January 25, 2013

Feeding The Crocodile... Again

British Prime Minister Winston Churchill once said: “An appeaser is one who feeds a crocodile - hoping it will eat him last.”

Yet that is exactly what Britain is doing today. The country that released convicted Lockerbie bomber Abdelbaset al-Megrahi, in order to drum up sordid business deals from Libyan strongman Muammar Gaddafi is now doing the bidding of the infamous UN Human Rights Commission - a body described by Walter Russell Mead as a “self-parodying collection of imbeciles and lickspittles” - against Israel (see below).

Israel would do well to remind the peace-in-our-lifetime crowd, who continue to draw lines and borders, that cartography was never one of their strong points. Just look at the mess they created last time they mucked around in the Middle East and the world.  |  January 25,  2013

Britain Lists Israel Next To Iran As Nation With Human Rights Record 'Of Concern'

Britain has included Israel on a list of 28 countries whose human rights record is of 'concern' to the government.

By Phoebe Greenwood, Jerusalem

Brit PM Brown & Gadaffi.jpg
Former British PM Gordon Brown (L) and Libyan strongman Muammar Gadaffi (R). Photo courtesy:

The criticism will unsettle the Jewish State, which proudly boasts it is the only democracy in the Middle East, and considers the UK an ally amid an increasingly critical Europe.

In the quarterly report published on Thursday, which considers the period between October and December 2012, Israel sits in the company of Afghanistan, Belarus, Iran and Zimbabwe – countries the foreign office considers to have a human rights record 'of particular concern'. The Palestinian Authority is also included, although it is noted that Israel's refusal to deliver Palestinian customs revenue has undermined the leadership's capacity to enforce law and order.

The four-page entry on Israel lingers on November's intense bombing campaign in the Gaza Strip and recently announced plans to expand dramatically Israel's settler presence in the West Bank.

Following the Palestinian Authority's successful bid for upgraded status at the United Nations last November, Israel announced it would push ahead with plans to build 3,000 new settler homes in the E1 areas of East Jerusalem and the West Bank. The UK, along with Spain, Denmark and Sweden, to summoned its Israeli ambassador in protest.

British diplomats in Israel will admit that Downing Street has grown increasingly frustrated with Benjamin Netanyahu's stubborn expansion of Israeli settlements into what should be the future Palestinian state – a policy Britain believes could derail the peace process entirely – and is taking ever stronger action to demonstrate this frustration.ement regarding E1, Matthew Gould, Britain's ambassador, warned Israel that continued settlement expansion was eroding its international support.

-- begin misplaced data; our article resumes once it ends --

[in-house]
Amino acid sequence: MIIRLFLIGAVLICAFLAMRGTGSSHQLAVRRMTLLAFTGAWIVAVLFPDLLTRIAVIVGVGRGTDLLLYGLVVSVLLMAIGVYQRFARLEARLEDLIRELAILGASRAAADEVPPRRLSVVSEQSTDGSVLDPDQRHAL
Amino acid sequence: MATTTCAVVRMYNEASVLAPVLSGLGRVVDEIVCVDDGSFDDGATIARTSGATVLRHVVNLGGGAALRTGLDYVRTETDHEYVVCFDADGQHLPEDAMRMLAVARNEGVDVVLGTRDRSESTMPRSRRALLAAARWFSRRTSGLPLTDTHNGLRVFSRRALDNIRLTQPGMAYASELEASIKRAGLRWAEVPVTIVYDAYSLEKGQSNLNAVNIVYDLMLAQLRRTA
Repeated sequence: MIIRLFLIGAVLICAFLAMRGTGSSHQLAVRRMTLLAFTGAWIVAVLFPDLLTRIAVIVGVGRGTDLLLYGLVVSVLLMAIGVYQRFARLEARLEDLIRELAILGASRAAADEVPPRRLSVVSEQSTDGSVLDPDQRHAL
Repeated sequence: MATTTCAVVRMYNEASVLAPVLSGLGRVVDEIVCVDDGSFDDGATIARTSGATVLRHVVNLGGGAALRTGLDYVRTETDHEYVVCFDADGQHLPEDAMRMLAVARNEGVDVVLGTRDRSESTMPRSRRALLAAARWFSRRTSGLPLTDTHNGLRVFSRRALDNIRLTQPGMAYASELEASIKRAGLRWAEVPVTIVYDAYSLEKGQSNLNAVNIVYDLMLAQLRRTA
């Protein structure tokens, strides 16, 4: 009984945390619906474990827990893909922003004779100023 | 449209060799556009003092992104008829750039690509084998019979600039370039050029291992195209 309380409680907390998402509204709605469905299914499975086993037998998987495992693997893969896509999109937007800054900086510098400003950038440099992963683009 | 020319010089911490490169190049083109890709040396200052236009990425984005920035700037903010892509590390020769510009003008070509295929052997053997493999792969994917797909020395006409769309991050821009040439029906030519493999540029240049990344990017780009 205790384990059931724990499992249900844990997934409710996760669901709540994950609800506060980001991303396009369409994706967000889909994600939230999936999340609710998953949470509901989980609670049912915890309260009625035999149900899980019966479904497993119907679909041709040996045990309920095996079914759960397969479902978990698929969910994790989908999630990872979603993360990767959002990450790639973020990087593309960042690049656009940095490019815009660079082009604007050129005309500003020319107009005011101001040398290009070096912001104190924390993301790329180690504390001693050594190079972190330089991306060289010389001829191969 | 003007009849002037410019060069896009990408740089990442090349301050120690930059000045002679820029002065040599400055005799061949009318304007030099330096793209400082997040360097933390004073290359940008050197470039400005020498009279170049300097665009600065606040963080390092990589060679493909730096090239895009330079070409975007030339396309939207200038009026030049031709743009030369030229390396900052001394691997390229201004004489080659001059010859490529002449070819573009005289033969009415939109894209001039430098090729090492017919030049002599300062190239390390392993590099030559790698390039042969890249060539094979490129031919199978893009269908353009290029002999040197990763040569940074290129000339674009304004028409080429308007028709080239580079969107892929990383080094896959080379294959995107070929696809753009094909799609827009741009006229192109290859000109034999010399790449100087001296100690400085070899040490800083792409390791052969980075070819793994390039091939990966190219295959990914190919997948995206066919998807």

Prior to both the latest escalation in the Gaza conflict and Mr Netanyahu's announcement regarding E1, Matthew Gould, Britain's ambassador, warned Israel that continued settlement expansion was eroding its international support.

"Support for Israel is starting to erode and that's not about these people on the fringe … The interesting category are those members of parliament in the middle, and in that group I see a shift," Mr Gould told Israel's Channel 10 in August.

The Israeli government declined to issue an official response to the UK's report on Friday, but sources in the Israeli foreign office confirmed they had read the report and found only differences of opinion that they were already aware of – "there is nothing new here," one diplomatic source said.

Britain's criticism has come as the United States urged Israel not to carry out its anticipated boycott of the United Nations Human Rights Council, which is meeting in Geneva next Tuesday, and is likely to raise both Israeli settlement expansion and its ongoing blockade of the Gaza Strip. Israel has complained of an 'inherent bias' against the Jewish state within the UN. If it does not appear before the council for review, it would be an unprecedented snub.

Original article here.


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